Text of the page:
A 'No' to Euro Bonds—But Likely Only for the Moment
A "no" to euro bonds—but likely only for the moment. Ahead of the Sarkozy-Merkel meeting Tuesday, the Germans, predictably, are pushing back on the idea of issuing euro bonds (bonds guaranteed by all the euro zone countries)...but don't kid yourself: that's the direction the euro zone is moving.
This time, German Finance Minister Wolfgang Schauble said there would be no euro bonds as long as each country of the euro zone had its own fiscal policy.
The argument, of course, is that European countries do not represent the same credit risk and that the threat of higher rates is a strong incentive for each country to maintain fiscal discipline.
But in Monday's Financial Times, George Soros says that very premise is wrong: "Deficit countries must be allowed to refinance their debton the same terms as surplus countries."
Europe is approaching an "all-in" moment on fiscal union. Without a doubt, the powers of the European Central Bank will be greatly expanded in the coming months, to make it possible to buy more government bonds. Ultimately, they are likely to go beyond that.
1. Motorola Mobility surges 59 percent after agreeing to be acquired by Googlefor $12.5 billion in cash ($40 a share), a 63 percent premium. The deal reflects Google’s commitment to its Android operating system platform amid the fierce competition from Apple’s iPhone products. By acquiring Motorola Mobility, which was spun off by Motorola back in January, Google will control an attractive portfolio of Android-based handsets. Traders also note that Google may be protecting their patent portfolio against lawsuits: Motorola had a few that overlapped.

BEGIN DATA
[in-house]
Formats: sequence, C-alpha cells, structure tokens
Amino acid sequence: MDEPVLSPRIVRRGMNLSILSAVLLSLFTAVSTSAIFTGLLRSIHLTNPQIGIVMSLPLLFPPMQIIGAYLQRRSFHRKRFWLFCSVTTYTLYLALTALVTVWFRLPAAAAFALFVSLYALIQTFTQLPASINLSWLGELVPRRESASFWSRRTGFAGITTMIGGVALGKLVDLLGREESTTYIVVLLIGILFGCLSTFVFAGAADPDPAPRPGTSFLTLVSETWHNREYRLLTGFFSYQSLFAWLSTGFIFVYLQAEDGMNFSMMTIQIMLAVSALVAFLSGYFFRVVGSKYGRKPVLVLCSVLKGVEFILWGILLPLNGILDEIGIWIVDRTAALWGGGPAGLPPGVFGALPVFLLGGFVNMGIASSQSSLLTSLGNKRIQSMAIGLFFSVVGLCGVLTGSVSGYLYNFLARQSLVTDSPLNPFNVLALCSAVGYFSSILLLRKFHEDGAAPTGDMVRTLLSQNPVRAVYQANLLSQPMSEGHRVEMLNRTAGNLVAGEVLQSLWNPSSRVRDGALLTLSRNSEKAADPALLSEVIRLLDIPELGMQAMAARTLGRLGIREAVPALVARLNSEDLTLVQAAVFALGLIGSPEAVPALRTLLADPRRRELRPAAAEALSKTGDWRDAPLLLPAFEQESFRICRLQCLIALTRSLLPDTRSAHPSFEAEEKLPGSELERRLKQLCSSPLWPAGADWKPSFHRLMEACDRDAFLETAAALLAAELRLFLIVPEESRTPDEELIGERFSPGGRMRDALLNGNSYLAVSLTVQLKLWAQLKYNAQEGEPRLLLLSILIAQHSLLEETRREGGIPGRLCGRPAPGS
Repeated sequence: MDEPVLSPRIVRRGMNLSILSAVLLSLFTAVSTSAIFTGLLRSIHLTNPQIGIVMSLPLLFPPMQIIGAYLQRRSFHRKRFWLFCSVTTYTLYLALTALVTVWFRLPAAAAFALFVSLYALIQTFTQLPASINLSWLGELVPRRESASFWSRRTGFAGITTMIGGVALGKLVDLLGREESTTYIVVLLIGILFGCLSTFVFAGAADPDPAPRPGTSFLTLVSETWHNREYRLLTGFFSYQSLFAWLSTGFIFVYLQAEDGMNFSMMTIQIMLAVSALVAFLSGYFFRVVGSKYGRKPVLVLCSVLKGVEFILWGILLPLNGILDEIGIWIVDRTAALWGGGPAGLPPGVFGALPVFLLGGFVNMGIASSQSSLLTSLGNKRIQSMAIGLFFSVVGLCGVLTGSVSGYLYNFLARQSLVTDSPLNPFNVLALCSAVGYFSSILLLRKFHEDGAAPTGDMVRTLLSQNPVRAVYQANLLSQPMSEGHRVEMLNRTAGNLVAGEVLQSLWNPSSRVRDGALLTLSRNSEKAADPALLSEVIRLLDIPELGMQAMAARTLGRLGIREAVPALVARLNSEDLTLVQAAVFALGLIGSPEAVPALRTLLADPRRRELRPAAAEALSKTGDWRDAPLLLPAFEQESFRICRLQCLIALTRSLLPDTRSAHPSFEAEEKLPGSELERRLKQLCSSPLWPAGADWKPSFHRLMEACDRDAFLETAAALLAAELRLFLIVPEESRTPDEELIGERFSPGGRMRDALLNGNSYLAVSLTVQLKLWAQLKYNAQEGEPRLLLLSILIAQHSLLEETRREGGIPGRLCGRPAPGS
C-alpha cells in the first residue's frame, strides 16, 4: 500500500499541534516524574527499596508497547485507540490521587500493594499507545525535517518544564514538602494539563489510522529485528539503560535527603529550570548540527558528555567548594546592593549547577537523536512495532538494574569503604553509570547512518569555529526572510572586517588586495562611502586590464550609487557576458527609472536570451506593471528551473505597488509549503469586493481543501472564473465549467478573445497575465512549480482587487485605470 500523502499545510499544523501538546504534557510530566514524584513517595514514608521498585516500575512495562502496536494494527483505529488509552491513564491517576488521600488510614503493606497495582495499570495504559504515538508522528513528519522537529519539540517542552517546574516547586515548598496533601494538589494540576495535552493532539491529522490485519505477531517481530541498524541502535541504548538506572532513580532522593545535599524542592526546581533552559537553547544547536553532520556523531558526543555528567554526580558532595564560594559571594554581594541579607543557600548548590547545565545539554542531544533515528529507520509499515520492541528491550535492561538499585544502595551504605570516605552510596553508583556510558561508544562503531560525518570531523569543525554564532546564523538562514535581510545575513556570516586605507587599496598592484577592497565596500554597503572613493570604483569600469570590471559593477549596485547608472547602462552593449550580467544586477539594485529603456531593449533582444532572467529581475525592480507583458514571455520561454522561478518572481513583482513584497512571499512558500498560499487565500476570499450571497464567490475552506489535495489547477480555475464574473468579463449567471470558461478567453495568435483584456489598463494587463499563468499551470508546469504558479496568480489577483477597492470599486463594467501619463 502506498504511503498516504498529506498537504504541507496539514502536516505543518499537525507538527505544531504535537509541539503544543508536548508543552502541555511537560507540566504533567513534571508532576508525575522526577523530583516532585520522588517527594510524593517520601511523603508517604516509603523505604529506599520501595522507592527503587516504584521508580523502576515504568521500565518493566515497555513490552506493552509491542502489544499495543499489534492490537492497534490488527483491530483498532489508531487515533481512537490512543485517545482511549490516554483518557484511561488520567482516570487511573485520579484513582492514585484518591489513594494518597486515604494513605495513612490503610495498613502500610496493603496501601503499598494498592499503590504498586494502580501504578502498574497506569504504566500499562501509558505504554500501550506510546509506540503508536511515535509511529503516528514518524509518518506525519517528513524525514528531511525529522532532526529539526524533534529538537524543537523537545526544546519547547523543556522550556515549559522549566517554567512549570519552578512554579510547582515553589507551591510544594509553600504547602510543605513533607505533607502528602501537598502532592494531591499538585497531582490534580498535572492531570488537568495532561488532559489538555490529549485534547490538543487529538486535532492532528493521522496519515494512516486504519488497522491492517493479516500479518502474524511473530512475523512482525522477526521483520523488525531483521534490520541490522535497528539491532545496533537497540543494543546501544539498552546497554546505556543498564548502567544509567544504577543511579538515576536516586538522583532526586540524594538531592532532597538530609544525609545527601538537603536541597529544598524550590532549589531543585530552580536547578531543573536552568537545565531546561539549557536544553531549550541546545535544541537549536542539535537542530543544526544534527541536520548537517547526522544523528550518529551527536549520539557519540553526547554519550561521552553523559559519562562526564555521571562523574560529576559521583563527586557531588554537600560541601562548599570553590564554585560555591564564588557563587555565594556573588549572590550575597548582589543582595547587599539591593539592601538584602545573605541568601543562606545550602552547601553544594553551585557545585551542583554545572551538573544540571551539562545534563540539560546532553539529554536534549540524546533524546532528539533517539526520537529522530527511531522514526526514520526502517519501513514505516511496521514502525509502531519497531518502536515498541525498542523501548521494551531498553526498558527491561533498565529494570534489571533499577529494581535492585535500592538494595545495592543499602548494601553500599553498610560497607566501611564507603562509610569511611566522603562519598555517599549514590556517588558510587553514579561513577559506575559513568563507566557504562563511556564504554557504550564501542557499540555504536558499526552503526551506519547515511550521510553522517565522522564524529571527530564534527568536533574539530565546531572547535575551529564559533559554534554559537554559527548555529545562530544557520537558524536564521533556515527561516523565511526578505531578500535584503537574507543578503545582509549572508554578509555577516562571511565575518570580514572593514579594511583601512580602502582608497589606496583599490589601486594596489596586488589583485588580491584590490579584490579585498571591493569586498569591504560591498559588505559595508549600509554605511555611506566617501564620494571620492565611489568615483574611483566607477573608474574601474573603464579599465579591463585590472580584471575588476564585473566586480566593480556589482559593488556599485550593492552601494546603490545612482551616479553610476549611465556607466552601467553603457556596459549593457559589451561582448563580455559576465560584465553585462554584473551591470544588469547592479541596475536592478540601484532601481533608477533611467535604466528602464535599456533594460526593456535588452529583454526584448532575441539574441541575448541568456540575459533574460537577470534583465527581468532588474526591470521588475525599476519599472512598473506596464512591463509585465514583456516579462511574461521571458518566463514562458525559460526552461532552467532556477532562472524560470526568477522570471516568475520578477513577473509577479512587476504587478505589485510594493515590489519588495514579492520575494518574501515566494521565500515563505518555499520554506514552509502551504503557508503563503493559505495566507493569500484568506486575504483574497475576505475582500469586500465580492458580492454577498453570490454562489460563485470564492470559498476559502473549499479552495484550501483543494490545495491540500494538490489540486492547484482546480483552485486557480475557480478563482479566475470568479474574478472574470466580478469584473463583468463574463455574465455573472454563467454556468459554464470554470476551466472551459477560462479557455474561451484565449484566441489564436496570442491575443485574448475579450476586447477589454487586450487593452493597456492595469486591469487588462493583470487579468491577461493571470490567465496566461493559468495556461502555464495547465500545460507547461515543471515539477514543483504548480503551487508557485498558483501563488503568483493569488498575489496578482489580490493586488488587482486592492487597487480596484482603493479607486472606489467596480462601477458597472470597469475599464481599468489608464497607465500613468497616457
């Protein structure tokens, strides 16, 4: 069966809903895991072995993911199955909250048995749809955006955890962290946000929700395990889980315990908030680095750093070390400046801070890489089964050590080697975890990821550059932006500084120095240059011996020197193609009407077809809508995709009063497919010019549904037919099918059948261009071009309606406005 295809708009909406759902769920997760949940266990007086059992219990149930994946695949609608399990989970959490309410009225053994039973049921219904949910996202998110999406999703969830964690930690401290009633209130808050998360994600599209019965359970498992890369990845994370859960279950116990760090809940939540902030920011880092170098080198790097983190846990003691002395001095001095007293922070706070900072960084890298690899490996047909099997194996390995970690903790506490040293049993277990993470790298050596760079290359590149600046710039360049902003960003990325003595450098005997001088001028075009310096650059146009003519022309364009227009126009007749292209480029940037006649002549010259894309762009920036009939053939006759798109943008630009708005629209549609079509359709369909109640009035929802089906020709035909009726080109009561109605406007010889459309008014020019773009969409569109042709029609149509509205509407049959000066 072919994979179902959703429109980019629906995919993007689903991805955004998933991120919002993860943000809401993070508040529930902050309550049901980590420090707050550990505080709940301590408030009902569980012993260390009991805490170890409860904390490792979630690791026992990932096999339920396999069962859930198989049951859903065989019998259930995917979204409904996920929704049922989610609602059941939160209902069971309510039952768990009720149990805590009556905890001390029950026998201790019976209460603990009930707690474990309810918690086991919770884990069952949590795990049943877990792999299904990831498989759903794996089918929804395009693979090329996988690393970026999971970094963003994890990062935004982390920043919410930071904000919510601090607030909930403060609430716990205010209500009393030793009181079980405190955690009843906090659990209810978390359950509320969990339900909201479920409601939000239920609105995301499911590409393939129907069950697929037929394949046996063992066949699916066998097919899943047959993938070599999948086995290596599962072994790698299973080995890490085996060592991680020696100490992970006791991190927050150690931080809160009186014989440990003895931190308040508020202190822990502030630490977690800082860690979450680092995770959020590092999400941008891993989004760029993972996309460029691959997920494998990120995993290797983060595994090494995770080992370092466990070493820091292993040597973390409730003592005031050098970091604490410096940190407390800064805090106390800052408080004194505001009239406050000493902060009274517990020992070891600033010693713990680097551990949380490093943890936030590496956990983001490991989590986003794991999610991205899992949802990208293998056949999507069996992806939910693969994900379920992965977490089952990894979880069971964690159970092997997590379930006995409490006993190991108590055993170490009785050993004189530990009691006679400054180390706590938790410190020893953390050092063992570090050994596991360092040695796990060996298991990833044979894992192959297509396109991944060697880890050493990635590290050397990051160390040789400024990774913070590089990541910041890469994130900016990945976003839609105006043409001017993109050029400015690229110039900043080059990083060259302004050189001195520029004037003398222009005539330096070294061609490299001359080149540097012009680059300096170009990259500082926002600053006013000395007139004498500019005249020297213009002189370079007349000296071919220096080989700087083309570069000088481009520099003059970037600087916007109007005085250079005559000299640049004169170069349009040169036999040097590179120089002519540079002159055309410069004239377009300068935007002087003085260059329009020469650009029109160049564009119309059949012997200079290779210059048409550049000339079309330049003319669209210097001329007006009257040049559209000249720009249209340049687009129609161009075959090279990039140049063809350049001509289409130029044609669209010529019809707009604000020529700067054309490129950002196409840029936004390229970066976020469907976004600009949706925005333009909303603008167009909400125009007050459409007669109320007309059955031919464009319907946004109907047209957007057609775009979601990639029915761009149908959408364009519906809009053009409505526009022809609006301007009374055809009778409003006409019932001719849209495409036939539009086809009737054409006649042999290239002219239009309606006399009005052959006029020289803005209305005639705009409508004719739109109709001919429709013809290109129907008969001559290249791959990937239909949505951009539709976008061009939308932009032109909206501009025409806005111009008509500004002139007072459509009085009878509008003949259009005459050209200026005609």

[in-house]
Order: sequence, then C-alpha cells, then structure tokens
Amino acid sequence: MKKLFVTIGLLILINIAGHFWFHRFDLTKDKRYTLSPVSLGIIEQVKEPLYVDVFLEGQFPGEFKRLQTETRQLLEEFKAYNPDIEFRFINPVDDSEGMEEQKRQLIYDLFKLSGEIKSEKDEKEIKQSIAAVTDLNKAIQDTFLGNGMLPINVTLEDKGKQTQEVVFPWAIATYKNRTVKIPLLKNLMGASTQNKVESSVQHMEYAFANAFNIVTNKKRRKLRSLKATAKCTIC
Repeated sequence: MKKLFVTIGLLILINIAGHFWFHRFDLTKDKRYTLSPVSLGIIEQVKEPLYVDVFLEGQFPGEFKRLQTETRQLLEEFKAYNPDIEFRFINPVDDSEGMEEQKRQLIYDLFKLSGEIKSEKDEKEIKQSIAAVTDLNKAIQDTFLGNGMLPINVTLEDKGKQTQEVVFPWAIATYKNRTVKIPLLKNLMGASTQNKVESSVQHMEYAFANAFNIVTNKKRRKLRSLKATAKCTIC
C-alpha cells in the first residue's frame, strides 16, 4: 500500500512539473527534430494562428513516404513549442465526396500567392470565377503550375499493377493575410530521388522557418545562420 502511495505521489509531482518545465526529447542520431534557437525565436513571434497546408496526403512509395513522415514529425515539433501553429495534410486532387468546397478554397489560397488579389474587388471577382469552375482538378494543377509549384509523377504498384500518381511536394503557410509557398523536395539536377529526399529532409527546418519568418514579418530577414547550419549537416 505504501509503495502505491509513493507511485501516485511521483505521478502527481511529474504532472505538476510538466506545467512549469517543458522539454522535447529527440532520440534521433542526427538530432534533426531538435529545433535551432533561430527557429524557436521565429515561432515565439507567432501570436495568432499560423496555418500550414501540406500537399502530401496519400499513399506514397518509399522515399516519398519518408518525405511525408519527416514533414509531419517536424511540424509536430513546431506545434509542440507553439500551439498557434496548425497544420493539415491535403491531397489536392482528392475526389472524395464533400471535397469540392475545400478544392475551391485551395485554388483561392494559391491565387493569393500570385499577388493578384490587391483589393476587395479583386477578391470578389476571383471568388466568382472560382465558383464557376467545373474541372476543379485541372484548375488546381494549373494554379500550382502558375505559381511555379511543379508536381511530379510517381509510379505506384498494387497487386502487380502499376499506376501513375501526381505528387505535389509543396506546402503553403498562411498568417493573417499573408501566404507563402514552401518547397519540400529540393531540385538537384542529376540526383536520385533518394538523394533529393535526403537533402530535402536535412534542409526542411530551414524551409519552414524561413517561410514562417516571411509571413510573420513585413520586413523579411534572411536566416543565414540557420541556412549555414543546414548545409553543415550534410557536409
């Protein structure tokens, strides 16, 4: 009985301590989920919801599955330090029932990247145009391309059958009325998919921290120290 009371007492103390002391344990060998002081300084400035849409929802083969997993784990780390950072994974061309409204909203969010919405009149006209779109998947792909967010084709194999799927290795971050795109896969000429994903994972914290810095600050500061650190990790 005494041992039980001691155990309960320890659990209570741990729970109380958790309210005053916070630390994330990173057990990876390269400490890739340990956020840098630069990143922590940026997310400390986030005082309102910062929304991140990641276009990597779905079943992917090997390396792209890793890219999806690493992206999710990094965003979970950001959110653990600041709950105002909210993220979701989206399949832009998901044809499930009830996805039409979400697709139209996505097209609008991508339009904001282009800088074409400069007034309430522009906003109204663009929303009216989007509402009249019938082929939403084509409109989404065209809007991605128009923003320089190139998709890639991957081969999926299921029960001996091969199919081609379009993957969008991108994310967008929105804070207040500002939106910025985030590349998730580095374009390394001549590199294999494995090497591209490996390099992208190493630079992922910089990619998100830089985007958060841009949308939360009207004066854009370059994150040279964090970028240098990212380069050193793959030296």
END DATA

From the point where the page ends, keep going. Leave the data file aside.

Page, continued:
On the news, handset maker Nokia jumps 11 percent.
2. Lowe’s falls 5 percent after sales disappointed the Street. Although earnings beat estimates (68 cents a share vs. 66 cents a share consensus), the home-improvement retailer saw same-store sales slip 0.3 percent. The firm gave a tepid outlook, too, cutting its full-year earnings forecast for the second time on reduced expectations for a 1 percent decline in same-store sales.
3. Transocean announced it is acquiring Norwegian deepwater driller Aker Drilling for $2.23 billion, which includes $800 million in debt. The offer is a 62 percent premium from Aker’s close on Friday, and the deal is expected to be accretive to earnings immediately.
4. Foodmaker Ralcorp rises 8 percent after it once again rejected a bid from ConAgra and instead stood by its plan to split into two companies. The twice-raised $94 a share bid was ConAgra’s third attempt to acquire Ralcorp, which unveiled its intention to split its Post cereal business from its private label unit.